On part of the Lost Villages Trail, just before the Ailia Hotel at 82km we are scooped into harnesses and given helmets as we make our way along a small section of via ferrata, clipping onto the cables as an additional safety precaution. I’ve encountered the odd metal ladder, foot plate or rope during races in the French Alps, but this definitely raises the bar pushing us almost into adventure racing territory. This is not a race for those who dislike exposure or suffer from vertigo!
From the check point at Balad Sayt an enormous hunk of limestone looms overhead and disappears into the distance with no discernable path to the naked eye. This is it, that infamous vertical km section. 116km into the race and I maintain three points of contact as I scramble up the thousand meters of ascent in just 3.4km. As I head ever higher, Isystematically search out the green dots. There’s one, and another, and another. I’m on the right track. I’m glad to be tackling this section during daylight hours though I’m fully conscious a substantial chunk of the field won’t have that luxury and I send up positive vibes into the atmosphere for safe passage. It’s the only race in the world that I’m aware of which has a vertical kilometer (1,116m to be precise) this far into a race. It’s tough.
Finally I am descending, but the gruelling, leg-battering, technical terrain remains until practically the last kilometre. I traverse the high ground around the pretty village of Misfat Al Abriyeen above Al Hamra and I can see, hear and almost touch the finish line. So close, yet still a few kilometres to go. And then, almost magically I am there, eagerly grabbing the finish line tape with both hands. I’ve finished. I’ve won!
Out of the 326 who start, only 142 make it to the finish line (44%). Unsurprisingly general consensus from across the field is that the route is a beast. I can categorically confirm it is much more technical than its French namesake, the UTMB, and even trumps the 107km of the 2017 Gran Trail Courmayeur route which I tackled in the lead up to my successful 2017 UTMB attempt (both 2017 UTMB and 2017 GTC are classified as ten on the ITRA mountain scale classification compared to nine for 2018 Oman by UTMB – do not be fooled!).
The global ultra-running community will undoubtedly watch with interest as the race organizers announce plans for 2019. It’s currently rumored that the route will be extended up to the summit of Jebel Shams (altitude of 2,900m), the highest mountain in Oman, to hit the sacrosanct 100-mile distance and that will be with over 10,000m of ascent. There are also plans to create shorter distances to open up the race series to more participants.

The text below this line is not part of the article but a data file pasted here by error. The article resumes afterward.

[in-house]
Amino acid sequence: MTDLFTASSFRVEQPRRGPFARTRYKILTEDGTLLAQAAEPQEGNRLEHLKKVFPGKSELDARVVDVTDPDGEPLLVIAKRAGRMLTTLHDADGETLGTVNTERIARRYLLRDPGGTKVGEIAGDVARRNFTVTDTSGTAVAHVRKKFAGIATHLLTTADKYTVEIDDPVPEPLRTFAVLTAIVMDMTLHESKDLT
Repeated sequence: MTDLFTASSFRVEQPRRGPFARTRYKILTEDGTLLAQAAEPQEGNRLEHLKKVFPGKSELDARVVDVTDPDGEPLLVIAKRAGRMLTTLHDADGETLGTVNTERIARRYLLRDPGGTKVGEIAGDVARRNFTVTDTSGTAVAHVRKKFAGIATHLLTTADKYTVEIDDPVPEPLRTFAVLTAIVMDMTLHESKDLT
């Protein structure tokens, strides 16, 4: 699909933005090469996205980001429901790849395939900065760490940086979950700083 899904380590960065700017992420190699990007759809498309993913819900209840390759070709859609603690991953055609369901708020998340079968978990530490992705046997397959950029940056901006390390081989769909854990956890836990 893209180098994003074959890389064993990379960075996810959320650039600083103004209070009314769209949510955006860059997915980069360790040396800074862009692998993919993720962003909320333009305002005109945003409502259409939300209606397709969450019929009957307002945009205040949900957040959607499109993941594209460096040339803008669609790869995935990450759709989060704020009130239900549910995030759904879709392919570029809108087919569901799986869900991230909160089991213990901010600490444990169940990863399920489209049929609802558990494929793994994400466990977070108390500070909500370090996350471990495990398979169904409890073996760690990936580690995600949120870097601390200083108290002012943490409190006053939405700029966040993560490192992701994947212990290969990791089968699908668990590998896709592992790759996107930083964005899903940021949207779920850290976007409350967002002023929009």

Top tips to tame the beast
Since heading out to Oman to train on the route isn’t a viable option for most people, think about working these three top tips into your training schedule:
Practice rock hopping – With smooth runnable trails only making up roughly 10% of the course, it’s essential to get comfortable jumping over, up, down and across stones of various shapes and sizes. Choosing ones that slip and disappear underfoot with the odd bum slide thrown in for good measure will get you really fine-tuned!
Attach a car head lamp to your head - Maybe not a real one, though think max lumens and battery life as with a 19:30 start time at the end of November you’re going to be spending more time racing at night than during daylight hours. In the lead up to the race, head outdoors in the dark during your training runs and embrace the shadows.
Think vert over distance - Park tracking mileage and focus on quality ascent/descent. This race is all about building your leg strength to manage the ascents and endure the relentless quad busting descents. If you’re a data geek create a separate screen on your Garmin, Sunnto or other device dedicated to ascent, descent, rate of ascent and heart rate (and maybe even running power). Start to familiarise yourself with the data over different terrain so you know what rate of ascent you’re able to maintain.
For the kit geeks:
Shoes: Inov-8 Graphene Grip
Bag: Salomon S-lab 8L
Shirt: WAA ultra-carrier top
Socks: Injini liners
Poles: Black Diamond cardon Z type
Fuel: Veloforte (use the code “rfmcoaching“ for a 20% discount at checkout).
It’s now time to rest, relax & recharge ready for 2019 to unfold.